Controlling Addictions & Cravings

Cravings are powerful desires. Our brains are ‘hard-wired’ to appreciate and to pursue natural rewards such as food and sex.

Uncontrolled cravings can lead to drug addiction, obesity, compulsive behaviors, and the physiological damage caused by years of over-consumption. Drugs used by addicted people activate the same brain circuits that motivate food and sexual behavior.

Cues that trigger cravings can be sights, sounds, smell or thoughts. Cues activate the brain’s powerful “go!” circuit creating cravings. Cravings for alcohol and other drugs can be even stronger than those for food or sex.

The inhibitory system in our brain is responsible for putting on the brakes to our cravings – for telling the rest of the brain to ‘stop.’ Research suggests that some people have better ‘brakes’ than others.

Those with weaker brakes will have greater difficulty managing cravings, which puts them at a higher risk for addiction and/or relapse.

Nearly all addicted individuals believe at the outset that they can stop on their own, and most try to stop without treatment. Although some people are successful, many attempts result in failure to achieve long-term abstinence.

Drug treatment is intended to help addicted individuals stop compulsive drug seeking and use. Treatment can occur in a variety of settings, in many different forms, and for different lengths of time.

Because drug addiction is typically a chronic disorder characterized by occasional relapses, a short-term, one-time treatment is usually not sufficient. For many, treatment is a long-term process that involves multiple interventions and regular monitoring. The best programs provide a combination of therapies and other services to meet an individual patient’s needs.

Brain retraining to increase Alpha and Theta brainwave patterns has been shown by research to decrease cravings and improve the likelihood of sustained recovery. (Peniston & Kulkosky, 1989 & 1991; Saxby & Peniston, 1995).

Alpha-Theta brainwave patterns are associated with deep relaxation, increased spirituality, and sense of personal well-being.

NeuroAdvantage Programs to Help Control Cravings and Addictions

NeuroAdvantage™ offers LSN (light & sound neurotherapy) programs designed to decrease unhealthy cravings for substances and/or compulsive behaviors, while at the same time reducing mental and physical over-arousal.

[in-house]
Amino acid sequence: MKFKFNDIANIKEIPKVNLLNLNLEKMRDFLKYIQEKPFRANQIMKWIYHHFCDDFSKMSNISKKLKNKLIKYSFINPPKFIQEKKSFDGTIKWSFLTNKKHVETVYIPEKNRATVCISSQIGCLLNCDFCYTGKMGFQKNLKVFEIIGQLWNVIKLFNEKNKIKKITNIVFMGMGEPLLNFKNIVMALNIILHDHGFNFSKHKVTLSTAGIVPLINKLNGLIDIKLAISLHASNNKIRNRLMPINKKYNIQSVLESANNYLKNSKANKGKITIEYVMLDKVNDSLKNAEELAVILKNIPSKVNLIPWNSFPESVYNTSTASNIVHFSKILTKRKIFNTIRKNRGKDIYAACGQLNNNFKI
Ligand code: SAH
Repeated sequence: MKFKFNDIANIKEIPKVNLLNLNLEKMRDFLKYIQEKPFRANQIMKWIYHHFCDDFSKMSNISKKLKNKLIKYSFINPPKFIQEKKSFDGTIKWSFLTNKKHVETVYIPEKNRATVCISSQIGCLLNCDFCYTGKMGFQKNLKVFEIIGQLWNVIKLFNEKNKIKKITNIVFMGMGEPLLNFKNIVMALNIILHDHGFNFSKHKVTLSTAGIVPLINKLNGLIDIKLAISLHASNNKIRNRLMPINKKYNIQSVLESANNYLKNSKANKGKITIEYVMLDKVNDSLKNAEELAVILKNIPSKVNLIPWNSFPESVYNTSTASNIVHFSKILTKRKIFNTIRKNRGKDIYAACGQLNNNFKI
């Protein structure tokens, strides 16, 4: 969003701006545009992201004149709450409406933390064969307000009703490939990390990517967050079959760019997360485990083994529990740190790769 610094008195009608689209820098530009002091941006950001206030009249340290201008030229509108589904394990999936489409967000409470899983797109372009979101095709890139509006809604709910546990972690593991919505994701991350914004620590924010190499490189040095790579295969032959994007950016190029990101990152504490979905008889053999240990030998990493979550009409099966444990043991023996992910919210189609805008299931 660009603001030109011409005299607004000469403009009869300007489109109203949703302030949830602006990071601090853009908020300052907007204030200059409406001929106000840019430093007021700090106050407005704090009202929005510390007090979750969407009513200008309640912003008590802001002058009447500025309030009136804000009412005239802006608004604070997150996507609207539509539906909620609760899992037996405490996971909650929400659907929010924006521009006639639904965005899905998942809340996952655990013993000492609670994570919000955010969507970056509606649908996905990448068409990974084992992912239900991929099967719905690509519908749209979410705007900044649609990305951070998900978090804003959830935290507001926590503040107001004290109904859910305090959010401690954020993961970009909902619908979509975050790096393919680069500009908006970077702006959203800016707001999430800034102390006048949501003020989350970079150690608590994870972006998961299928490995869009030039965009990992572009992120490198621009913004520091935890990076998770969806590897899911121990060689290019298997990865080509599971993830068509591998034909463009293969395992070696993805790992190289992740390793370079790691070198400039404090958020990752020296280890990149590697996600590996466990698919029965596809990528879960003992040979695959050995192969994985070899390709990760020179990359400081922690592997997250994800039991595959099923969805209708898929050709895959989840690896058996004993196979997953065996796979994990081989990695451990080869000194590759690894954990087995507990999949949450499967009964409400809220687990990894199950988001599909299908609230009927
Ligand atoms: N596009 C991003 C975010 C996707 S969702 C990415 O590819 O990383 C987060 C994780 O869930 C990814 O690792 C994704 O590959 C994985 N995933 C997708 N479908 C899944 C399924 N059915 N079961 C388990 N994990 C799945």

Order the NeuroAdvantage Trainer

We designed our “Letting Go of Cravings” program to help desensitize our clients to the triggers that lead them to relapse. This program includes:

  • A Workbook to assist clients in identifying their relapse triggers and develop their own personal mastery script visualizing success, which also provides daily exercises;
  • A Letting Go of Cravings Manual; and
  • A 35-minute LSN session to be used with the Trainer and the included audio coaching CD.

This session can be used along with additional audio coaching CDs from our library, which use positive suggestions, affirmations, and guided visualizations to assist in controlling cravings and help you make the desired changes in your life. Audio CDs to help combat cravings and addictions can be used with the Trainer, or by themselves.

These programs can be used with the Trainer, or by themselves.

Explore Audio Programs


NOTE: These shipping charges apply only to orders for shipment within the United States. For international orders, additional shipping charges may be applied.

Please contact us to combine shipping charges for multiple items.


Peniston, E.G., & Kulkosky, P.J. (1989). Alpha-theta brainwave training and beta-endorphin levels in alcoholics. Alcohol: Clinical & Experimental Research, 13(2): 271-279.

Peniston, E.G., & Kulkosky, P.J. (1991). Alcoholic personality and alpha-theta brainwave training. Medical Psychotherapy, 2(1): 37-55.

Saxby, E., & Peniston, E.G. (1995). Alpha-theta brainwave neurofeedback training: An effective treatment for male and female alcoholics with depressive symptoms. Journal of Clinical Psychology, 51(5): 685-693.

DISCLAIMER: The NeuroAdvantageTrainer is not a substitute for medical diagnoses or treatments and is designed to be used under the guidance of a trained healthcare professional. Information published on this website is the property of NeuroAdvantage, LLC and cannot be duplicated without permission.

Learn More